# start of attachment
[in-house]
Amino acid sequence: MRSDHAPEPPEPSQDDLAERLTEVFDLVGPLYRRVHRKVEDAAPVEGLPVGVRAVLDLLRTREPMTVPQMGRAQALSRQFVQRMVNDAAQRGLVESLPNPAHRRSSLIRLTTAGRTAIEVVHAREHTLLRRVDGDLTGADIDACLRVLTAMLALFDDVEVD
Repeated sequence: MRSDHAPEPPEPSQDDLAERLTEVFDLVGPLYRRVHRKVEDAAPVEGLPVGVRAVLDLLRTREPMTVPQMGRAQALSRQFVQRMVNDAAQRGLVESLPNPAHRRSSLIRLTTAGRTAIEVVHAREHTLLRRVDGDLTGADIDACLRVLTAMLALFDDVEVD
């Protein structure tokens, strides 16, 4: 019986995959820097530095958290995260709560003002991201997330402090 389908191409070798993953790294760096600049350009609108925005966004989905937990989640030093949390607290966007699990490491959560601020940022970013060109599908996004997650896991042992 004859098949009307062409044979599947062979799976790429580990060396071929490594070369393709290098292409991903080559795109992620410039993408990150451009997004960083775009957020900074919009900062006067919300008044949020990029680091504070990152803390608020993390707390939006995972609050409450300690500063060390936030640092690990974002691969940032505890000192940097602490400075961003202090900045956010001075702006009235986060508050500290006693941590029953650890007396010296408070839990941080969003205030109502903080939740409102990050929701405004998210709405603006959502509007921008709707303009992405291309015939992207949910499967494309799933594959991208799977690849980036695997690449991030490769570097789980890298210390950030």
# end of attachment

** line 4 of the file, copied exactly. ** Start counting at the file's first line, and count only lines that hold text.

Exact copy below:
């Protein structure tokens, strides 16, 4: 019986995959820097530095958290995260709560003002991201997330402090 389908191409070798993953790294760096600049350009609108925005966004989905937990989640030093949390607290966007699990490491959560601020940022970013060109599908996004997650896991042992 004859098949009307062409044979599947062979799976790429580990060396071929490594070369393709290098292409991903080559795109992620410039993408990150451009997004960083775009957020900074919009900062006067919300008044949020990029680091504070990152803390608020993390707390939006995972609050409450300690500063060390936030640092690990974002691969940032505890000192940097602490400075961003202090900045956010001075702006009235986060508050500290006693941590029953650890007396010296408070839990941080969003205030109502903080939740409102990050929701405004998210709405603006959502509007921008709707303009992405291309015939992207949910499967494309799933594959991208799977690849980036695997690449991030490769570097789980890298210390950030």